Sidekiq is the gold standard when it comes to background processing. I have been using since I started working with rails. Sidekiq took care of lot of the complexity of the background processing that allowed developers to concentrate on just there code/business logic.
One of the beautiful features of sidekiq was how it handled exit (SIGTERM and SIGKILL).
When sidekiq received the sigterm commands it stops accept new jobs, and just focus on finishing the job it is doing now and incase it can’t finish, it will requeue the job to another available worker or keep it in the queue for another worker (or the same worker) to pick it up when available. This was working so well for years on rails app I was working on, that I didn’t even care about it. The mina command would trigger a sidekiq restart allowing sidekiq to gracefully exit and then respawn with the new code.
The above app was running on two linux servers everything manually configured, but recently to keep up with the growth of the app we moved to amazon ECS. The app was containerized to a docker image, and made to run on about 12 Fargate Instances with ability to auto scale to 36 based on CPU and RAM usage. We grouped instances for various purposes 2 for heavy jobs, 2 for faster (more memory jobs), 2 for file processing, 4 for web, 2 for API.
Things were all good, the app was scaling well. Little or no slowness for our users, as the instances were scaling well during peak hours and scaling down during off peak hours. Things were all good and perfect in the promise land until we noticed that during deploy our long running jobs were not getting re queued, but dropped. The jobs never got finished, and the clients will have to trigger a re-run manually. As per the information I had collected, AWS ECS was sending a sig term command to the container giving sidekiq the time for a graceful shutdown (Our -t flag was set to 20 seconds). But looking through the logs of the container, and more importantly looking at sidekiq web we noticed that when the new sidekiq servers were setup the old sidekiq servers not shutting down but just dieing.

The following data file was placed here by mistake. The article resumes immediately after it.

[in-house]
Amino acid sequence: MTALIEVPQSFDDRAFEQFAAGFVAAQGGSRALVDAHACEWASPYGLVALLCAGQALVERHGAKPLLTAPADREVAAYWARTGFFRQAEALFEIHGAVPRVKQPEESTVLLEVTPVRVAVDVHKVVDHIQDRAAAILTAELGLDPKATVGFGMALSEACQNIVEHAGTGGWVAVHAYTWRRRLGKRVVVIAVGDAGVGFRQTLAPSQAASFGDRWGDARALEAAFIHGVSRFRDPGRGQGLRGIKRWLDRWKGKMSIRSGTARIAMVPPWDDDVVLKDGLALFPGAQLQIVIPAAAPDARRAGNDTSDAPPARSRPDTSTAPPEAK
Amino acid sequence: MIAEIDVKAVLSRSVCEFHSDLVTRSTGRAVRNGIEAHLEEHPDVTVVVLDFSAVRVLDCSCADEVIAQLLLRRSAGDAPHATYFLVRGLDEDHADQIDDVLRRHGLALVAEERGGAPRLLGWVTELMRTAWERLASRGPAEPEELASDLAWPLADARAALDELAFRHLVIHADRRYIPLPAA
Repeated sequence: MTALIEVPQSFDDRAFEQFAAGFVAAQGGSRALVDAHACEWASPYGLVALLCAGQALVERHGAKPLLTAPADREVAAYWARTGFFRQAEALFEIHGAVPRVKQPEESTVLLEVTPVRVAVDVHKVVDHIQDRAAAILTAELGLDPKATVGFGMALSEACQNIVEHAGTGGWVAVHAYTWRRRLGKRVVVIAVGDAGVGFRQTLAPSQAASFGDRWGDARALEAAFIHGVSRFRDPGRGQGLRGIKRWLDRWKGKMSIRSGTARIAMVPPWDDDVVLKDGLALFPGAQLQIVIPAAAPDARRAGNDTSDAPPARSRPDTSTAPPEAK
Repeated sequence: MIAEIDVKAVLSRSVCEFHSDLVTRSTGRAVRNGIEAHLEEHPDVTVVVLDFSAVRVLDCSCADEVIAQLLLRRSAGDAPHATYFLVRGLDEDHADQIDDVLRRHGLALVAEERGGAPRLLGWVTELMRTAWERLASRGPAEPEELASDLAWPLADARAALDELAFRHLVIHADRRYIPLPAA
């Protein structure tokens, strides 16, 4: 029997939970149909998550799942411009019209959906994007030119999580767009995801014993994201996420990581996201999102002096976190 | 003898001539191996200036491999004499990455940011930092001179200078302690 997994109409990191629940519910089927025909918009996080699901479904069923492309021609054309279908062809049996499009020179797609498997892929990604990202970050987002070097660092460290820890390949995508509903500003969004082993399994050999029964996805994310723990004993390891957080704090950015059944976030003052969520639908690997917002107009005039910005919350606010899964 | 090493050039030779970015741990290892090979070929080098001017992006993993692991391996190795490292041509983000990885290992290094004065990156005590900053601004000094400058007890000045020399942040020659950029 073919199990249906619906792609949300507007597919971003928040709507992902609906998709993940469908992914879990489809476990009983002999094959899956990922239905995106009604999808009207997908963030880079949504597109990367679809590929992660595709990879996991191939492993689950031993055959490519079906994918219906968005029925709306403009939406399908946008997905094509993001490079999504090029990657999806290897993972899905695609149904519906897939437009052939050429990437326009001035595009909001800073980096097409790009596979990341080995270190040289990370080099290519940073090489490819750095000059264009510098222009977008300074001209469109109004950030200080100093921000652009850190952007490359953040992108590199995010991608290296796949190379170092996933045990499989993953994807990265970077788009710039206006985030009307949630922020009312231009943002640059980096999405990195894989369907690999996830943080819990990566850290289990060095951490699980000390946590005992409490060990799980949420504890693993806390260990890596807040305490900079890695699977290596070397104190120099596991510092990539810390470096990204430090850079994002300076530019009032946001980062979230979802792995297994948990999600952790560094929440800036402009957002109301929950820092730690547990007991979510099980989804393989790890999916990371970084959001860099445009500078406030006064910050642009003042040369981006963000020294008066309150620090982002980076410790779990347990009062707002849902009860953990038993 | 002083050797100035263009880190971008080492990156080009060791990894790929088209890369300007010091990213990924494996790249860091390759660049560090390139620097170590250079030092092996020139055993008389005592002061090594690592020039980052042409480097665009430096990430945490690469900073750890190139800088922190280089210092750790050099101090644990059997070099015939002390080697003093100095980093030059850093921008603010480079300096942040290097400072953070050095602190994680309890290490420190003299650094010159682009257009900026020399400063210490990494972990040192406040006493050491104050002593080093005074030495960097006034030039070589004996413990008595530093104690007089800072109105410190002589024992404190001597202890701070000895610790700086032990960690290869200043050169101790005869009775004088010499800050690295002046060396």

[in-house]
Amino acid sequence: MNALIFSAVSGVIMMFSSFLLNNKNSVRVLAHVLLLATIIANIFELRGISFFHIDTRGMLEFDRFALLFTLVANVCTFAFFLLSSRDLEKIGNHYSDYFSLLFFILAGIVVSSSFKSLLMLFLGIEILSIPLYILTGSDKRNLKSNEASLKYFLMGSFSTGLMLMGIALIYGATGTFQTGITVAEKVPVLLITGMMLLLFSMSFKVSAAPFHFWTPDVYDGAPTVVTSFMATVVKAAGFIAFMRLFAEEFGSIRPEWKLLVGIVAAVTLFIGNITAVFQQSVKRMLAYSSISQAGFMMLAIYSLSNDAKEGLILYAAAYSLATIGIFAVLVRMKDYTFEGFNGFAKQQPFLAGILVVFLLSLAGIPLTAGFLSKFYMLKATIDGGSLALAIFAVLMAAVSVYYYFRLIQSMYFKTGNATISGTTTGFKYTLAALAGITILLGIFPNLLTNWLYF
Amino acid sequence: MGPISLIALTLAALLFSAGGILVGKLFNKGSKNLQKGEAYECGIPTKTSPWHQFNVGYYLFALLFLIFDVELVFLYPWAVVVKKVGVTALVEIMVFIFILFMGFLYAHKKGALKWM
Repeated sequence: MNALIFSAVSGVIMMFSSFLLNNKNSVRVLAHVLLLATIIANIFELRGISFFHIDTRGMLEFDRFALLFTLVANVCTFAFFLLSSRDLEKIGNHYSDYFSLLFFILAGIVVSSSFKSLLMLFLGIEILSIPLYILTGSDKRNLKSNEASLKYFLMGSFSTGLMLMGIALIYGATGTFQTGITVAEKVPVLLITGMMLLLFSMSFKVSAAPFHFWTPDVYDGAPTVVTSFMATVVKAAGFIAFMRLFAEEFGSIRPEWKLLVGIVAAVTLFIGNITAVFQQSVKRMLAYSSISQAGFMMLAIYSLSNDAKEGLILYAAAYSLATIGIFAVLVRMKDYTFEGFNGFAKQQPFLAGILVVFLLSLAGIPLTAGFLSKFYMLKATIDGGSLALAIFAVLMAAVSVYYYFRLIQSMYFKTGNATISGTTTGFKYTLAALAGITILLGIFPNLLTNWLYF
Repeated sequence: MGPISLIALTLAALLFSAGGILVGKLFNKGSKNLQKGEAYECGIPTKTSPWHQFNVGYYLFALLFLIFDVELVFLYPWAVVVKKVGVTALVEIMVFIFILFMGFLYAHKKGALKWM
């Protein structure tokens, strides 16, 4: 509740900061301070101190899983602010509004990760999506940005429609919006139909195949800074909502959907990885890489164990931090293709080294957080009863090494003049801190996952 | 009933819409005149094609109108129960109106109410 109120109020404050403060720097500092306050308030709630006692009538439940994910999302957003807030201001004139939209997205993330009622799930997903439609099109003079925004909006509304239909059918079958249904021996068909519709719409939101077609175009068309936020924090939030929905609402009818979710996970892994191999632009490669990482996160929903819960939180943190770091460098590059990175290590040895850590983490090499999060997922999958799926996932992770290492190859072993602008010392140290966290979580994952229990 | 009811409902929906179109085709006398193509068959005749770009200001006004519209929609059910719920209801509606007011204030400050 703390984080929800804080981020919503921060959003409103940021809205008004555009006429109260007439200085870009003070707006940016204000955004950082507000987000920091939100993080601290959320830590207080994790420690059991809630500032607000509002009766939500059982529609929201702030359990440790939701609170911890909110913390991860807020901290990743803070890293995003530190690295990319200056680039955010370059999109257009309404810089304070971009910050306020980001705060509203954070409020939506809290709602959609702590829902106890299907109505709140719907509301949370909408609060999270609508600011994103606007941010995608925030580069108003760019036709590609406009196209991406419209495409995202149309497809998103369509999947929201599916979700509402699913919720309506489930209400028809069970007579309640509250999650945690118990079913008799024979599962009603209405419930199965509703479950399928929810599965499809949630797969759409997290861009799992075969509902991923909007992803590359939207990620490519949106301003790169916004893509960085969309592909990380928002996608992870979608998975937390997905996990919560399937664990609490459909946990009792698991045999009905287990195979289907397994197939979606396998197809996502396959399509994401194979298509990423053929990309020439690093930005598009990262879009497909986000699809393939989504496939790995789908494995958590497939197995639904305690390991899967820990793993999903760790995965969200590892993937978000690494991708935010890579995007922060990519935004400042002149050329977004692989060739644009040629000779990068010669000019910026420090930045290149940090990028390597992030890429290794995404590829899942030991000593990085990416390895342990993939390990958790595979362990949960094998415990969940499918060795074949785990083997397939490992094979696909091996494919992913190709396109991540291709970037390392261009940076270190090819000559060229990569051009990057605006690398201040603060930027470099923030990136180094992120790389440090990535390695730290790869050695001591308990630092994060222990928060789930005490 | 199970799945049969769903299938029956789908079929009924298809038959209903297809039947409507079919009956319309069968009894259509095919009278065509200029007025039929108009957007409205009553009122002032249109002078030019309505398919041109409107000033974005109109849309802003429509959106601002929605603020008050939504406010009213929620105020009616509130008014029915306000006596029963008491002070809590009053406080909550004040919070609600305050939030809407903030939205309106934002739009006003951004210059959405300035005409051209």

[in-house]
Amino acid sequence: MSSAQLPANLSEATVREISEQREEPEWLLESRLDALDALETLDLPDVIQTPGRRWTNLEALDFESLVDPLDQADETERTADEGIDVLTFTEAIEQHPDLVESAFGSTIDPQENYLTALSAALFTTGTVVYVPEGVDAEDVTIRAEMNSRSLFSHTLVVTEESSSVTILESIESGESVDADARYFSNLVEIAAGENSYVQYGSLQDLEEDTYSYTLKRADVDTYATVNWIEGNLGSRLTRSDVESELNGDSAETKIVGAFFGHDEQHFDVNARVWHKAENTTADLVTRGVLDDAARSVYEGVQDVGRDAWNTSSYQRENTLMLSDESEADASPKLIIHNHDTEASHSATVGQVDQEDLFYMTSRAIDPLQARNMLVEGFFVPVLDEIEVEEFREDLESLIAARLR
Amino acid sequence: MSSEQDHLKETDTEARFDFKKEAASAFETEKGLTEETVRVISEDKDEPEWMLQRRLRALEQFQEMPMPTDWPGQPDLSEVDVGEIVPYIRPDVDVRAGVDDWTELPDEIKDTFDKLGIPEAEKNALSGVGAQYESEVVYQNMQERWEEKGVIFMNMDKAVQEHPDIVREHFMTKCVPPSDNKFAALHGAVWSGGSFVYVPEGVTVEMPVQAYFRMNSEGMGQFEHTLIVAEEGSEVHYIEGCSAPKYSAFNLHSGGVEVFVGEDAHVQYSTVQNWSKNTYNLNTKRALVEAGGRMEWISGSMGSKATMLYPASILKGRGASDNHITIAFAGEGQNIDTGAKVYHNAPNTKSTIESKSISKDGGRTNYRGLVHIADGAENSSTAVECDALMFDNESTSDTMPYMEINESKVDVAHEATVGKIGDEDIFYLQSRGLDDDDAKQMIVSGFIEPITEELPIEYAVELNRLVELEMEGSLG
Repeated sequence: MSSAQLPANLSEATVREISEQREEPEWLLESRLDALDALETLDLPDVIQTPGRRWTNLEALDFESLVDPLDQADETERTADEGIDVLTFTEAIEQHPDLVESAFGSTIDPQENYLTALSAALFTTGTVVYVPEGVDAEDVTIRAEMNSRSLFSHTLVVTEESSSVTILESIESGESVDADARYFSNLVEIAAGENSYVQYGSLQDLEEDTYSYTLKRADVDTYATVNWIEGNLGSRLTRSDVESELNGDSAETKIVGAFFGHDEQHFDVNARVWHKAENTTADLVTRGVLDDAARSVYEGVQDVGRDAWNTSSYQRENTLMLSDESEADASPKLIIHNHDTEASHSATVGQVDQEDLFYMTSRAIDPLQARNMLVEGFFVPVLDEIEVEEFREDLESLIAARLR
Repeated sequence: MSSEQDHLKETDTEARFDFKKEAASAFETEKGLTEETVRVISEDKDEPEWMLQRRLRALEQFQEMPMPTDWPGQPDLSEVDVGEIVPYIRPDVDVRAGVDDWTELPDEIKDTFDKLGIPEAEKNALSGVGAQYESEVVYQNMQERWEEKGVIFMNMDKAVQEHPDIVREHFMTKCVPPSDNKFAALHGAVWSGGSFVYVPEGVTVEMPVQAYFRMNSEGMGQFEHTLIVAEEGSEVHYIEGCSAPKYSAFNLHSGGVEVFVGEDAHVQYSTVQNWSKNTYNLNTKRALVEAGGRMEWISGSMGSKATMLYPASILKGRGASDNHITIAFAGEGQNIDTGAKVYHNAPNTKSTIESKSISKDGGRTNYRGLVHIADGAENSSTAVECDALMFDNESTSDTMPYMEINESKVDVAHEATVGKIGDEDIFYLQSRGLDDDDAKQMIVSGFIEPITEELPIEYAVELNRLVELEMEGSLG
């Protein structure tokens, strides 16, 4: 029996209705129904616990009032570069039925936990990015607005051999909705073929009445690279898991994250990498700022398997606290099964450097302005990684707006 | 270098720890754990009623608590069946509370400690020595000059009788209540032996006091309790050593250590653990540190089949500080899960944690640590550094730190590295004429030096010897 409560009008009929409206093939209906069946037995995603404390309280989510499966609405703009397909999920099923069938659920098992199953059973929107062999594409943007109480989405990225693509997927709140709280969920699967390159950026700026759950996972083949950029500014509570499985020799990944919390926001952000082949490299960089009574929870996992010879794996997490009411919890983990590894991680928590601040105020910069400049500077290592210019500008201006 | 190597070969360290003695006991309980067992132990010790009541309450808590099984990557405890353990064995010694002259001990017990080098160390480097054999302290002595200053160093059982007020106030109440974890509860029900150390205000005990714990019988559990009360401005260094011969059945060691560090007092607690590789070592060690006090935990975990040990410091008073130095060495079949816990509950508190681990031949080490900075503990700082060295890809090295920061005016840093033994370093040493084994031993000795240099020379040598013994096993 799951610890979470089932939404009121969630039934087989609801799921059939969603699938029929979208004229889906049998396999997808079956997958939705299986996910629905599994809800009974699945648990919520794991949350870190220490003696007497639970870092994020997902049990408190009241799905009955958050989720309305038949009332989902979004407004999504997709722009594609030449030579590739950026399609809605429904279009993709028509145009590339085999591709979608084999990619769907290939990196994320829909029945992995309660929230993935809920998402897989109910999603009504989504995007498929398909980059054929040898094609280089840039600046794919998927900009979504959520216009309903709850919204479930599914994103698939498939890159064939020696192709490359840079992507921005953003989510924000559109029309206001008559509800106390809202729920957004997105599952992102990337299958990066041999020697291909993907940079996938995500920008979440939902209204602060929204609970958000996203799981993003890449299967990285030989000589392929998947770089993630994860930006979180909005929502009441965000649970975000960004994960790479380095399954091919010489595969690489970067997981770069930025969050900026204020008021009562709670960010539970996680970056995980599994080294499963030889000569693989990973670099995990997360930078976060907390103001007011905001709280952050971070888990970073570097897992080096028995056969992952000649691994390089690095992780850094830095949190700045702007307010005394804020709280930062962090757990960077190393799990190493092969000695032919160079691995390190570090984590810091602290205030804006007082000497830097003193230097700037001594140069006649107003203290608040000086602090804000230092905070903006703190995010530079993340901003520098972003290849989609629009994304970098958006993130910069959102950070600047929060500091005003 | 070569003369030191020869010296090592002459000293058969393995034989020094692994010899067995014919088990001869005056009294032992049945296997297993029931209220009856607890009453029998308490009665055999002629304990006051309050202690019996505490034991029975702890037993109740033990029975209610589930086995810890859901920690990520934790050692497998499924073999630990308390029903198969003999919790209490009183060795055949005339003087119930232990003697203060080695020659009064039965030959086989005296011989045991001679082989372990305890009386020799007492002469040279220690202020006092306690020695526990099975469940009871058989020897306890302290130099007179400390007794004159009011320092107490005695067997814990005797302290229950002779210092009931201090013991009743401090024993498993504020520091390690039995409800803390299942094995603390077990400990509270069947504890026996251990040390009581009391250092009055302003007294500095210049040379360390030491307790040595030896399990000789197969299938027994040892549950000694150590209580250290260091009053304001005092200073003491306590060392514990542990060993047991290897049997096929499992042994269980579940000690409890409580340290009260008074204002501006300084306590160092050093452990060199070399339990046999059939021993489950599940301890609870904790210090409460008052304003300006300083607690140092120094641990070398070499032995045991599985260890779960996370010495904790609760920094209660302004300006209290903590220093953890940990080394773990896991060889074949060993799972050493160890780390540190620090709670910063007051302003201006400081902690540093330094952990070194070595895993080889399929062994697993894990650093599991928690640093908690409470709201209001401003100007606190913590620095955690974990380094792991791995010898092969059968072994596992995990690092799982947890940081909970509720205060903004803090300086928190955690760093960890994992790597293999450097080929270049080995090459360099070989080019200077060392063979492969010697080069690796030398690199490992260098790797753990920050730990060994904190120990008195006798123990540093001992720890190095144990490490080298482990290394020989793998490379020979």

The usual flow of sidekiq lifecycle is -
running (green) ->
quiet (red) ->
But in our case we found that it was just disappearing from the page.
Using this peace of information we did more research into how ECS is giving this signal to the running application, and how its getting handled. This page gave us the whole explanation we were looking for: https://aws.amazon.com/blogs/containers/graceful-shutdowns-with-ecs/
Basically the way docker works, when it receives the signal it passes on to the first process of a docker instance. But if your initial process is actually just spawning the child/real process, then they would never get the SIGTERM.
Eg: if you are running sidekiq like or process like so:
sidekiq will never get the sigterm. Shell ignores SIGTERM by default.
You can fix this by making sure your command actually runs via
exec "$@" and not sh.
Eg: (From the documentation)
Now this is what being done in most docker app. You add an
entrypoint.sh like above and not
sh -c like how we were doing.
The second option is to use a process manager like
dumb-init. These two makes it a bit more easier for us to manage thing as what it does is, it take the
SIGTERM it receives and passes it to all of its children.
I decided to use
tini as this is the one that amazon seems to be promoting and is already available in amazon docker environment.
So we changed our docker command to:
-s make tini take over PID 1, if tini started as any other PID. Docker gives the sig command to PID 1, so its important tini runs as pid 1.
After making the above change, when we send the ECS service force-deployment, it gracefully shutdown the sidekiq worker like before. It became quiet, try to finish the job and when it couldn’t it rescheduled it.